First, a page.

• Being an owner of the original KEF LS50’s, I’ve found them to be a pretty spectacular loudspeaker. Are they just as good as the latest iteration that they’ve released in the last year or so? I would certainly hope they’re not. Wouldn’t mind having the latest and greatest, but I’m not running them by themselves in a stereo set up. I have seven of them in my home theater and cross them over at 170Hz to Rythmik servo subs (170Hz is limit where they start distorting the lower you go). I realize Amir didn’t do this. Relieving the LS50s of any responsibility of creating low bass really cleans up their sound. In a rig like mine, they play ridiculously loud and clean.
 

Multicore

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Let me clue you into something: there is nothing special about your hearing.
Who are you talking to?


And here I am listening to High Rise II after listening to Earthbound.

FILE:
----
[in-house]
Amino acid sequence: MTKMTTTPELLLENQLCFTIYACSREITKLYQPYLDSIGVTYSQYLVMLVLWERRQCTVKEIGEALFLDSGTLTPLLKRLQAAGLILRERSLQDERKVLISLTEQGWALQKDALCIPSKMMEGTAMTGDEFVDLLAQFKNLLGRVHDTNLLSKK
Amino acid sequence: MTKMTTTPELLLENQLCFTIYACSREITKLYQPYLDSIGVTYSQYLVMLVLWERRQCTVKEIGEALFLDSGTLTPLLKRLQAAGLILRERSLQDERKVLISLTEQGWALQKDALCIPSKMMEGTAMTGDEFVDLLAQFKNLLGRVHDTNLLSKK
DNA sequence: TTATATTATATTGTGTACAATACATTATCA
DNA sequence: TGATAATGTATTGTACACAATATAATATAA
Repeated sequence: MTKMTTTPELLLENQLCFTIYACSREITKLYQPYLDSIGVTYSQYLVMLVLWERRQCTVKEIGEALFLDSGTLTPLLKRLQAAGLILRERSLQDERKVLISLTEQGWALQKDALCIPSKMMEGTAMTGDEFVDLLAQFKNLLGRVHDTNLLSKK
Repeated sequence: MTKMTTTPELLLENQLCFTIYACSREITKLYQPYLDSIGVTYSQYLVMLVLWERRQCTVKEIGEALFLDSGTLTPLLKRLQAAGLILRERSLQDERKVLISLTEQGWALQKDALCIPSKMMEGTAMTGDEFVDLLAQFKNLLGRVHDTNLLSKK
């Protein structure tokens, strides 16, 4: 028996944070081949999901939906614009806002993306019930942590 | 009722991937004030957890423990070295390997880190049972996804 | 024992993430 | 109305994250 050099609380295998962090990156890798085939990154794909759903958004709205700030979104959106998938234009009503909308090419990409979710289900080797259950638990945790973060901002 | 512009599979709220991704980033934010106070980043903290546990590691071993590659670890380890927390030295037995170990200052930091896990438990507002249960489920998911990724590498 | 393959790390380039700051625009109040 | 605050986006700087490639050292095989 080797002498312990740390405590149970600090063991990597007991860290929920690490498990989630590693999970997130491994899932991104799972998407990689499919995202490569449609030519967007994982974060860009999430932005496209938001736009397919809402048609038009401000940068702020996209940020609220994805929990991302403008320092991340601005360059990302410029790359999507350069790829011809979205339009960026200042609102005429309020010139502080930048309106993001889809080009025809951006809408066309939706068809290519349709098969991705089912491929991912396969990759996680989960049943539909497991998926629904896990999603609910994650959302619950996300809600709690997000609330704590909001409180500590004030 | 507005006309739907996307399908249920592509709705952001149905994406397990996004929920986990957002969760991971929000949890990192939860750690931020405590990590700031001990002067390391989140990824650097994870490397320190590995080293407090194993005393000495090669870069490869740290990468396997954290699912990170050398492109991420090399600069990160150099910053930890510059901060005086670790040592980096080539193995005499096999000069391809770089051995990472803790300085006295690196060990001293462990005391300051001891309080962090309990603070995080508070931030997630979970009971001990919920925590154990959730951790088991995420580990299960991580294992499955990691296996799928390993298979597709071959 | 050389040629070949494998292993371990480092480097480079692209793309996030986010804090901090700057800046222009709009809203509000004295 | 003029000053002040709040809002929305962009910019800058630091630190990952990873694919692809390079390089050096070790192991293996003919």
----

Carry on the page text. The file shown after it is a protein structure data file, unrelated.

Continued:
I like transparency not because I can hear it. I like having it so that I don't have to think about it.

I can't tell the difference between 128kbps MP3 and CD. I consider that a bonus and I want to keep it that way. So long as the equipment isn't interfering with my listening in a way that I notice, all's well.
 
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Vacceo

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Who are you talking to?


And here I am listening to High Rise II after listening to Earthbound.

I like transparency not because I can hear it. I like having it so that I don't have to think about it.

I can't tell the difference between 128kbps MP3 and CD. I consider that a bonus and I want to keep it that way. So long as the equipment isn't interfering with my listening in a way that I notice, all's well.
Same attitude over here: I like clean reproduction because if something goes wrong, there is a source of issues I can already discard.
 
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Zapper

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I will take issue with Amir on two subjects. The first is about phase response in audio and whether it’s important and you can hear it. Having done a decent amount of experimentation creating DIY, active loudspeakers, you can hear the improvement that time alignment and linear phase filters produce.